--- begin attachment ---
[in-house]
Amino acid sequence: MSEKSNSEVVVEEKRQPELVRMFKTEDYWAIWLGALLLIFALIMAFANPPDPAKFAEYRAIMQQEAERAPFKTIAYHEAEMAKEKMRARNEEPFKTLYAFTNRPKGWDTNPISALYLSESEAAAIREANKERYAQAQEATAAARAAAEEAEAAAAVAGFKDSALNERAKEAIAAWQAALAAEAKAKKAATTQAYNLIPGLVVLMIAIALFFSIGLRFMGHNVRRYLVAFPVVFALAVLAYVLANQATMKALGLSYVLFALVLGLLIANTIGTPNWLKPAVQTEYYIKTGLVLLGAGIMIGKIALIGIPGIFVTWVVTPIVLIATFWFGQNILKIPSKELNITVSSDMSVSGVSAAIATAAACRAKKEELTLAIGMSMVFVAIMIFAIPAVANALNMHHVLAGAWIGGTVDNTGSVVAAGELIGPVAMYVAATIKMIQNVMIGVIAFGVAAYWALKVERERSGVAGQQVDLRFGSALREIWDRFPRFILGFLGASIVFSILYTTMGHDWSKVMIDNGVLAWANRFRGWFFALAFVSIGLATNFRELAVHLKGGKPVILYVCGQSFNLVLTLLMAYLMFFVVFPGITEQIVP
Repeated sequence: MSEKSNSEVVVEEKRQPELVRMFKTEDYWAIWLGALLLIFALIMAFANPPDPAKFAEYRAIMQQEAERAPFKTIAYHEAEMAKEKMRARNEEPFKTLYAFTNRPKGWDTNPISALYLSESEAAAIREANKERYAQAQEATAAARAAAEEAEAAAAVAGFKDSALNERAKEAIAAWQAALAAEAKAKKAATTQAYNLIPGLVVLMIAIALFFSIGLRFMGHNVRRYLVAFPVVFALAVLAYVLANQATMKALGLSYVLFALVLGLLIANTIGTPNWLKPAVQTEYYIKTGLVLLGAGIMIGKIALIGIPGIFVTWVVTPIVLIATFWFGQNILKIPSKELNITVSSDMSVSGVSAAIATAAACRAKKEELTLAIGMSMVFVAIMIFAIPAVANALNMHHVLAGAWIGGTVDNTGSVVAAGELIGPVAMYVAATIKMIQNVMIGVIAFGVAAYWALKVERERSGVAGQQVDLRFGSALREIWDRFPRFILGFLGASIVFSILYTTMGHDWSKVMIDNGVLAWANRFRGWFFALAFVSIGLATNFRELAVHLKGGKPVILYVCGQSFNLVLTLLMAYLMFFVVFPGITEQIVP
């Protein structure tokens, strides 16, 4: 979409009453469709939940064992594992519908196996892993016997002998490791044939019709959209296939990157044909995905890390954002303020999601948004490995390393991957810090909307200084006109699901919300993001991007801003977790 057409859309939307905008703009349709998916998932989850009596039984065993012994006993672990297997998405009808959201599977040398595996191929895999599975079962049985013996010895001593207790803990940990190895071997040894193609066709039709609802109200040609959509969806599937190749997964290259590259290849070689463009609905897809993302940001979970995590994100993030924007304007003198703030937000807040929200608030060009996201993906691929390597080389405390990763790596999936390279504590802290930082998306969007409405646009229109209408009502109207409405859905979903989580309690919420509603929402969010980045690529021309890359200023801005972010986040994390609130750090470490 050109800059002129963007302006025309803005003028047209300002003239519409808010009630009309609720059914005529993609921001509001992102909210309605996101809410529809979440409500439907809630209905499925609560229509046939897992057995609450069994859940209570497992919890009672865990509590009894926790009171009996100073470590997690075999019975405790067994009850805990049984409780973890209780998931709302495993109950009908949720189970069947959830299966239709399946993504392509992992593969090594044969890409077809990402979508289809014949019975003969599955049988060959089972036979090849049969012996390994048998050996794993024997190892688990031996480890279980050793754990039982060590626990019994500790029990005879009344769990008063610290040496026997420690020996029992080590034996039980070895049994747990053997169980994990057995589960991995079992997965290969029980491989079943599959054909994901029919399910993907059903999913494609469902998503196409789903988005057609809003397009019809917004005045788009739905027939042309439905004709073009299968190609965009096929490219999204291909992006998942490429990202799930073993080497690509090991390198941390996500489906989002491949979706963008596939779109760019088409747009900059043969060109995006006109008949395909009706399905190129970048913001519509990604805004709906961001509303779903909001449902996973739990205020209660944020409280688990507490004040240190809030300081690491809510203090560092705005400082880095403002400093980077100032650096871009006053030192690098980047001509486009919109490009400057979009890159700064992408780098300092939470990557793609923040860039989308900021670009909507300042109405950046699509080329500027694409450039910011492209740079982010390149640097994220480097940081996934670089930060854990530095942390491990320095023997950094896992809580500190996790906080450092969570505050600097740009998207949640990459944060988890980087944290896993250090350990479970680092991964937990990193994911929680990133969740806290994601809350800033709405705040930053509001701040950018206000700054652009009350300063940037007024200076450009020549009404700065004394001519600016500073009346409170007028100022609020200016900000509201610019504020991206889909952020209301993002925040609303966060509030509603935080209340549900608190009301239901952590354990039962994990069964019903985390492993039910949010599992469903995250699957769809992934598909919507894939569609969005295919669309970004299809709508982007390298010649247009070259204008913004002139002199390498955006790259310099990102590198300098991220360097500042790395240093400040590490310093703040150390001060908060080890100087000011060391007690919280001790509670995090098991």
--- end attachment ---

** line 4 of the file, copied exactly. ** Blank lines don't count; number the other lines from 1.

């Protein structure tokens, strides 16, 4: 979409009453469709939940064992594992519908196996892993016997002998490791044939019709959209296939990157044909995905890390954002303020999601948004490995390393991957810090909307200084006109699901919300993001991007801003977790 057409859309939307905008703009349709998916998932989850009596039984065993012994006993672990297997998405009808959201599977040398595996191929895999599975079962049985013996010895001593207790803990940990190895071997040894193609066709039709609802109200040609959509969806599937190749997964290259590259290849070689463009609905897809993302940001979970995590994100993030924007304007003198703030937000807040929200608030060009996201993906691929390597080389405390990763790596999936390279504590802290930082998306969007409405646009229109209408009502109207409405859905979903989580309690919420509603929402969010980045690529021309890359200023801005972010986040994390609130750090470490 050109800059002129963007302006025309803005003028047209300002003239519409808010009630009309609720059914005529993609921001509001992102909210309605996101809410529809979440409500439907809630209905499925609560229509046939897992057995609450069994859940209570497992919890009672865990509590009894926790009171009996100073470590997690075999019975405790067994009850805990049984409780973890209780998931709302495993109950009908949720189970069947959830299966239709399946993504392509992992593969090594044969890409077809990402979508289809014949019975003969599955049988060959089972036979090849049969012996390994048998050996794993024997190892688990031996480890279980050793754990039982060590626990019994500790029990005879009344769990008063610290040496026997420690020996029992080590034996039980070895049994747990053997169980994990057995589960991995079992997965290969029980491989079943599959054909994901029919399910993907059903999913494609469902998503196409789903988005057609809003397009019809917004005045788009739905027939042309439905004709073009299968190609965009096929490219999204291909992006998942490429990202799930073993080497690509090991390198941390996500489906989002491949979706963008596939779109760019088409747009900059043969060109995006006109008949395909009706399905190129970048913001519509990604805004709906961001509303779903909001449902996973739990205020209660944020409280688990507490004040240190809030300081690491809510203090560092705005400082880095403002400093980077100032650096871009006053030192690098980047001509486009919109490009400057979009890159700064992408780098300092939470990557793609923040860039989308900021670009909507300042109405950046699509080329500027694409450039910011492209740079982010390149640097994220480097940081996934670089930060854990530095942390491990320095023997950094896992809580500190996790906080450092969570505050600097740009998207949640990459944060988890980087944290896993250090350990479970680092991964937990990193994911929680990133969740806290994601809350800033709405705040930053509001701040950018206000700054652009009350300063940037007024200076450009020549009404700065004394001519600016500073009346409170007028100022609020200016900000509201610019504020991206889909952020209301993002925040609303966060509030509603935080209340549900608190009301239901952590354990039962994990069964019903985390492993039910949010599992469903995250699957769809992934598909919507894939569609969005295919669309970004299809709508982007390298010649247009070259204008913004002139002199390498955006790259310099990102590198300098991220360097500042790395240093400040590490310093703040150390001060908060080890100087000011060391007690919280001790509670995090098991």